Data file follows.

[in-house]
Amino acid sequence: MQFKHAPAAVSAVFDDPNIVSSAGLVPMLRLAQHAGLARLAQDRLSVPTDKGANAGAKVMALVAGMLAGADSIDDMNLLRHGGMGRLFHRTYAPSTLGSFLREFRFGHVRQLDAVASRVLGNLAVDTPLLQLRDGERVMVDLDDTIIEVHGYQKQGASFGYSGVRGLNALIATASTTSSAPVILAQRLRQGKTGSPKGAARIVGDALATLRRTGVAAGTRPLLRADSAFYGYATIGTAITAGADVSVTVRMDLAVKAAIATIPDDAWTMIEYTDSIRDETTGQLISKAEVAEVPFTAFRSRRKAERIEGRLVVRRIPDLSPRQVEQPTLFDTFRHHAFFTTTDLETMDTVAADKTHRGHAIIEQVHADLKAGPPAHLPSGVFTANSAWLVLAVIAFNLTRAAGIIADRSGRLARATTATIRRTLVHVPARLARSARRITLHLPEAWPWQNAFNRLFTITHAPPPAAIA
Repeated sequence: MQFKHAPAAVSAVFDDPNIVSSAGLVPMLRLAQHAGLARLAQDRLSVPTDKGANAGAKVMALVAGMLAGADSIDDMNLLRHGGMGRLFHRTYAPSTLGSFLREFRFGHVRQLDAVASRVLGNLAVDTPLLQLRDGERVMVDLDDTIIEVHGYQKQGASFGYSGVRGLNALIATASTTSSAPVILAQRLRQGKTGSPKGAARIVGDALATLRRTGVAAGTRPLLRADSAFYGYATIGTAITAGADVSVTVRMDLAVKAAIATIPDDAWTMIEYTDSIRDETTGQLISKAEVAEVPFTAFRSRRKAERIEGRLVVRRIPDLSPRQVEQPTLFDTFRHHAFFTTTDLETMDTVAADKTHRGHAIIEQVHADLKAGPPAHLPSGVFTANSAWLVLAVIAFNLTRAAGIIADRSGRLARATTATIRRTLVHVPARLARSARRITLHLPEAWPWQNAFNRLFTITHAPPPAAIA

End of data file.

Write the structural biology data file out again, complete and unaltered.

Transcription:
[in-house]
Amino acid sequence: MQFKHAPAAVSAVFDDPNIVSSAGLVPMLRLAQHAGLARLAQDRLSVPTDKGANAGAKVMALVAGMLAGADSIDDMNLLRHGGMGRLFHRTYAPSTLGSFLREFRFGHVRQLDAVASRVLGNLAVDTPLLQLRDGERVMVDLDDTIIEVHGYQKQGASFGYSGVRGLNALIATASTTSSAPVILAQRLRQGKTGSPKGAARIVGDALATLRRTGVAAGTRPLLRADSAFYGYATIGTAITAGADVSVTVRMDLAVKAAIATIPDDAWTMIEYTDSIRDETTGQLISKAEVAEVPFTAFRSRRKAERIEGRLVVRRIPDLSPRQVEQPTLFDTFRHHAFFTTTDLETMDTVAADKTHRGHAIIEQVHADLKAGPPAHLPSGVFTANSAWLVLAVIAFNLTRAAGIIADRSGRLARATTATIRRTLVHVPARLARSARRITLHLPEAWPWQNAFNRLFTITHAPPPAAIA
Repeated sequence: MQFKHAPAAVSAVFDDPNIVSSAGLVPMLRLAQHAGLARLAQDRLSVPTDKGANAGAKVMALVAGMLAGADSIDDMNLLRHGGMGRLFHRTYAPSTLGSFLREFRFGHVRQLDAVASRVLGNLAVDTPLLQLRDGERVMVDLDDTIIEVHGYQKQGASFGYSGVRGLNALIATASTTSSAPVILAQRLRQGKTGSPKGAARIVGDALATLRRTGVAAGTRPLLRADSAFYGYATIGTAITAGADVSVTVRMDLAVKAAIATIPDDAWTMIEYTDSIRDETTGQLISKAEVAEVPFTAFRSRRKAERIEGRLVVRRIPDLSPRQVEQPTLFDTFRHHAFFTTTDLETMDTVAADKTHRGHAIIEQVHADLKAGPPAHLPSGVFTANSAWLVLAVIAFNLTRAAGIIADRSGRLARATTATIRRTLVHVPARLARSARRITLHLPEAWPWQNAFNRLFTITHAPPPAAIA